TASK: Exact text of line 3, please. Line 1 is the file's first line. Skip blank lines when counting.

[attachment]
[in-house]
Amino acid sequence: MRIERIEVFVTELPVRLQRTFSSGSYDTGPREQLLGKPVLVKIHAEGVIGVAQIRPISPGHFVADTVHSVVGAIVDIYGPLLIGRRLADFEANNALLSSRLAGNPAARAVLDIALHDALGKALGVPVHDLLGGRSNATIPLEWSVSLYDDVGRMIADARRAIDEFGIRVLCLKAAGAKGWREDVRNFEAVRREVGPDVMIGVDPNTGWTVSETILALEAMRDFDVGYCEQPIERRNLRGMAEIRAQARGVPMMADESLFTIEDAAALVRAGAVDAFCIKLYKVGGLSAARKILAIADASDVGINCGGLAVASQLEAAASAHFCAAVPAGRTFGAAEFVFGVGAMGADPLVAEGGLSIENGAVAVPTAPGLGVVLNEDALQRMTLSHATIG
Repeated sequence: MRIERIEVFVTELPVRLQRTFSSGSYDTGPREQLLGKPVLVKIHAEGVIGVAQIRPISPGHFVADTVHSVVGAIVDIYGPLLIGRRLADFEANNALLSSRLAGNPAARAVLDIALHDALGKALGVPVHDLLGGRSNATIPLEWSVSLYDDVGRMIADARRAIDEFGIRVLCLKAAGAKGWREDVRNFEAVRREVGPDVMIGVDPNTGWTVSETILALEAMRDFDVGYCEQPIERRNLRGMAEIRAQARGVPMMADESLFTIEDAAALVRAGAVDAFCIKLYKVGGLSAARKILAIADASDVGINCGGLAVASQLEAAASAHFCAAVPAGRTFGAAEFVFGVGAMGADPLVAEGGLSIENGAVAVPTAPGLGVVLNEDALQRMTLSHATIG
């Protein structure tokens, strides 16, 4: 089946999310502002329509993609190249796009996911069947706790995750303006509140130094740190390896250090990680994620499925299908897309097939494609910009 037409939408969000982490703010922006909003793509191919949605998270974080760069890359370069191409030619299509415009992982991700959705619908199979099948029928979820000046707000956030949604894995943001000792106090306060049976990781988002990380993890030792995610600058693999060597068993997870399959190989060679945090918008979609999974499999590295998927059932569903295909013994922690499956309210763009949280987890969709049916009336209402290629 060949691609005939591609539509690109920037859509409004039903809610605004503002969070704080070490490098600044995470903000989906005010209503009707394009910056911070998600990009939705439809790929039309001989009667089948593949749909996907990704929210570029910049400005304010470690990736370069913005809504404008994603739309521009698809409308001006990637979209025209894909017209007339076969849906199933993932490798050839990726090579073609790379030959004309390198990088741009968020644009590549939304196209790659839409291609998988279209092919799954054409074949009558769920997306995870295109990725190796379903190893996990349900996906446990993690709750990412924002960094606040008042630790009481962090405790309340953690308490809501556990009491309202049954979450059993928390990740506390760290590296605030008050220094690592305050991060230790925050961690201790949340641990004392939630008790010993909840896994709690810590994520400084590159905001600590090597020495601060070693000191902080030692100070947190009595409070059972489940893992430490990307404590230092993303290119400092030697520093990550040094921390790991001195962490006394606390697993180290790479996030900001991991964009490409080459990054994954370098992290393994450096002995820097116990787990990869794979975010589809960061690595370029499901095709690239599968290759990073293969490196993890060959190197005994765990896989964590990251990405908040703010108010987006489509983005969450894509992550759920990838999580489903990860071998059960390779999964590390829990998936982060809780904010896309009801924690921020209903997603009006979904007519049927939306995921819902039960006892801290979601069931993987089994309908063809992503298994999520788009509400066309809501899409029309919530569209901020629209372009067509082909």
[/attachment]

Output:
Repeated sequence: MRIERIEVFVTELPVRLQRTFSSGSYDTGPREQLLGKPVLVKIHAEGVIGVAQIRPISPGHFVADTVHSVVGAIVDIYGPLLIGRRLADFEANNALLSSRLAGNPAARAVLDIALHDALGKALGVPVHDLLGGRSNATIPLEWSVSLYDDVGRMIADARRAIDEFGIRVLCLKAAGAKGWREDVRNFEAVRREVGPDVMIGVDPNTGWTVSETILALEAMRDFDVGYCEQPIERRNLRGMAEIRAQARGVPMMADESLFTIEDAAALVRAGAVDAFCIKLYKVGGLSAARKILAIADASDVGINCGGLAVASQLEAAASAHFCAAVPAGRTFGAAEFVFGVGAMGADPLVAEGGLSIENGAVAVPTAPGLGVVLNEDALQRMTLSHATIG